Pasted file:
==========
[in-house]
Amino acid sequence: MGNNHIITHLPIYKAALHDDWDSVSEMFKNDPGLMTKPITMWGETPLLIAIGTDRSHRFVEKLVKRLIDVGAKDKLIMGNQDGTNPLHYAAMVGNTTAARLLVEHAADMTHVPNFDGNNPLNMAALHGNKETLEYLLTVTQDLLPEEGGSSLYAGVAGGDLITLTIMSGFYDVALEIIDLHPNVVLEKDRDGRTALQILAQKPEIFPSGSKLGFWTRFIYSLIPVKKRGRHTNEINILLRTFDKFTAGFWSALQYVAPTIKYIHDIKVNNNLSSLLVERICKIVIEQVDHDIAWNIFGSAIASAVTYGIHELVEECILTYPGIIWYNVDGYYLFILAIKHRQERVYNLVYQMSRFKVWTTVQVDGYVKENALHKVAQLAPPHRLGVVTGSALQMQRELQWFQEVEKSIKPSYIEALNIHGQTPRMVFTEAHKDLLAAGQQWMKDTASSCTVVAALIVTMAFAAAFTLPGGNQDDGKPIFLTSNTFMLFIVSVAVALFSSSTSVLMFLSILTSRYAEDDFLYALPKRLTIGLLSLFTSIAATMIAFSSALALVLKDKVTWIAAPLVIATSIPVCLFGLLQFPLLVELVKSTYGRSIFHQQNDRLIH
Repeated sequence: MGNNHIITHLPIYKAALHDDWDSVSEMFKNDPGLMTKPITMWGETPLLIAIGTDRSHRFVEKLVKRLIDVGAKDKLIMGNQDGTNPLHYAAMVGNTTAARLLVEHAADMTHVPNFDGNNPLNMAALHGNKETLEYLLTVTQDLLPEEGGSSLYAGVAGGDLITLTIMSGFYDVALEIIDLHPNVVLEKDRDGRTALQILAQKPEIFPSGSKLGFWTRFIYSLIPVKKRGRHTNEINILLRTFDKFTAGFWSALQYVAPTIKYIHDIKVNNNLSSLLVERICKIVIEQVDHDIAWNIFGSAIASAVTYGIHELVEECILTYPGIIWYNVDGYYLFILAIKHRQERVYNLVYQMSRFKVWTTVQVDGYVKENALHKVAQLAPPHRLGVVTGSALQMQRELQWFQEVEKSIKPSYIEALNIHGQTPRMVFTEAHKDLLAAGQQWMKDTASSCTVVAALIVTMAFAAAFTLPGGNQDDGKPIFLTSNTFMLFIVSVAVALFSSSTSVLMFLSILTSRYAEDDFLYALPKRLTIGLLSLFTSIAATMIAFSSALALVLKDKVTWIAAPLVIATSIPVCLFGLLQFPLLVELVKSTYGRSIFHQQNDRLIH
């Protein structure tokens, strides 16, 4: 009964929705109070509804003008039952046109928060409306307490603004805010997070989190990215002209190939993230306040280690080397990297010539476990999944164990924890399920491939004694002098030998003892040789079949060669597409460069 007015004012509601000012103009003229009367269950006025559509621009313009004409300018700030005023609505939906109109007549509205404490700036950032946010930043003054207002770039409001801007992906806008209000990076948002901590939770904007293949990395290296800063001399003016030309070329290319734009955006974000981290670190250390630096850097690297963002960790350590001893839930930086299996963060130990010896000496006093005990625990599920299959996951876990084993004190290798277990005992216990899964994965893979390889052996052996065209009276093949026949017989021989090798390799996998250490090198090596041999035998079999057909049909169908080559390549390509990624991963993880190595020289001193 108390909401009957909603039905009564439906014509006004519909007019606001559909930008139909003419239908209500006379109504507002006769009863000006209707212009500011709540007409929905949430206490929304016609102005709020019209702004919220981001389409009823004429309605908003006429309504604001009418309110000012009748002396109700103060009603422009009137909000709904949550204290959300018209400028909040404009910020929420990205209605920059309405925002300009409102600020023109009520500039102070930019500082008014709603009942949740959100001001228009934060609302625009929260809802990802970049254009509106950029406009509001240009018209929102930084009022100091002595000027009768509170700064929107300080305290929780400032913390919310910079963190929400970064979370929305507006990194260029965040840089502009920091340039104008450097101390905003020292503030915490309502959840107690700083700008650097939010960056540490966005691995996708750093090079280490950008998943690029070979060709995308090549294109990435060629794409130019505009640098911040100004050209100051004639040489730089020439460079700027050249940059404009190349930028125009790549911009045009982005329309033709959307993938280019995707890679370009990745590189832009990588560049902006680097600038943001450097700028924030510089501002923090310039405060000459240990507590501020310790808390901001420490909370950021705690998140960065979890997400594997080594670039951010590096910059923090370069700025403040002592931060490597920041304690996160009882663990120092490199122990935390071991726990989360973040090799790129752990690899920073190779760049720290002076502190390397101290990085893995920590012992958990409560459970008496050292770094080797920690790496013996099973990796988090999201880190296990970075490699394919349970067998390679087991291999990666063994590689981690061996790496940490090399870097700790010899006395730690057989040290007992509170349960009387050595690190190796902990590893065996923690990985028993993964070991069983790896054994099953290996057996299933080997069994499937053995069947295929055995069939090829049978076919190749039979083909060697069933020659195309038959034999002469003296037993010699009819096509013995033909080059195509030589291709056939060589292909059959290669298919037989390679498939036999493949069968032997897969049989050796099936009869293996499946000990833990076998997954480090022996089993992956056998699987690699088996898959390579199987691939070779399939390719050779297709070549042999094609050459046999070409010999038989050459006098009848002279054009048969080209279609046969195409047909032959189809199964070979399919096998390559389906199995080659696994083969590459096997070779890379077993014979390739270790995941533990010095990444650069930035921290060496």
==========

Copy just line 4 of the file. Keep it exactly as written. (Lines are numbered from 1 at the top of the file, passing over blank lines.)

């Protein structure tokens, strides 16, 4: 009964929705109070509804003008039952046109928060409306307490603004805010997070989190990215002209190939993230306040280690080397990297010539476990999944164990924890399920491939004694002098030998003892040789079949060669597409460069 007015004012509601000012103009003229009367269950006025559509621009313009004409300018700030005023609505939906109109007549509205404490700036950032946010930043003054207002770039409001801007992906806008209000990076948002901590939770904007293949990395290296800063001399003016030309070329290319734009955006974000981290670190250390630096850097690297963002960790350590001893839930930086299996963060130990010896000496006093005990625990599920299959996951876990084993004190290798277990005992216990899964994965893979390889052996052996065209009276093949026949017989021989090798390799996998250490090198090596041999035998079999057909049909169908080559390549390509990624991963993880190595020289001193 108390909401009957909603039905009564439906014509006004519909007019606001559909930008139909003419239908209500006379109504507002006769009863000006209707212009500011709540007409929905949430206490929304016609102005709020019209702004919220981001389409009823004429309605908003006429309504604001009418309110000012009748002396109700103060009603422009009137909000709904949550204290959300018209400028909040404009910020929420990205209605920059309405925002300009409102600020023109009520500039102070930019500082008014709603009942949740959100001001228009934060609302625009929260809802990802970049254009509106950029406009509001240009018209929102930084009022100091002595000027009768509170700064929107300080305290929780400032913390919310910079963190929400970064979370929305507006990194260029965040840089502009920091340039104008450097101390905003020292503030915490309502959840107690700083700008650097939010960056540490966005691995996708750093090079280490950008998943690029070979060709995308090549294109990435060629794409130019505009640098911040100004050209100051004639040489730089020439460079700027050249940059404009190349930028125009790549911009045009982005329309033709959307993938280019995707890679370009990745590189832009990588560049902006680097600038943001450097700028924030510089501002923090310039405060000459240990507590501020310790808390901001420490909370950021705690998140960065979890997400594997080594670039951010590096910059923090370069700025403040002592931060490597920041304690996160009882663990120092490199122990935390071991726990989360973040090799790129752990690899920073190779760049720290002076502190390397101290990085893995920590012992958990409560459970008496050292770094080797920690790496013996099973990796988090999201880190296990970075490699394919349970067998390679087991291999990666063994590689981690061996790496940490090399870097700790010899006395730690057989040290007992509170349960009387050595690190190796902990590893065996923690990985028993993964070991069983790896054994099953290996057996299933080997069994499937053995069947295929055995069939090829049978076919190749039979083909060697069933020659195309038959034999002469003296037993010699009819096509013995033909080059195509030589291709056939060589292909059959290669298919037989390679498939036999493949069968032997897969049989050796099936009869293996499946000990833990076998997954480090022996089993992956056998699987690699088996898959390579199987691939070779399939390719050779297709070549042999094609050459046999070409010999038989050459006098009848002279054009048969080209279609046969195409047909032959189809199964070979399919096998390559389906199995080659696994083969590459096997070779890379077993014979390739270790995941533990010095990444650069930035921290060496």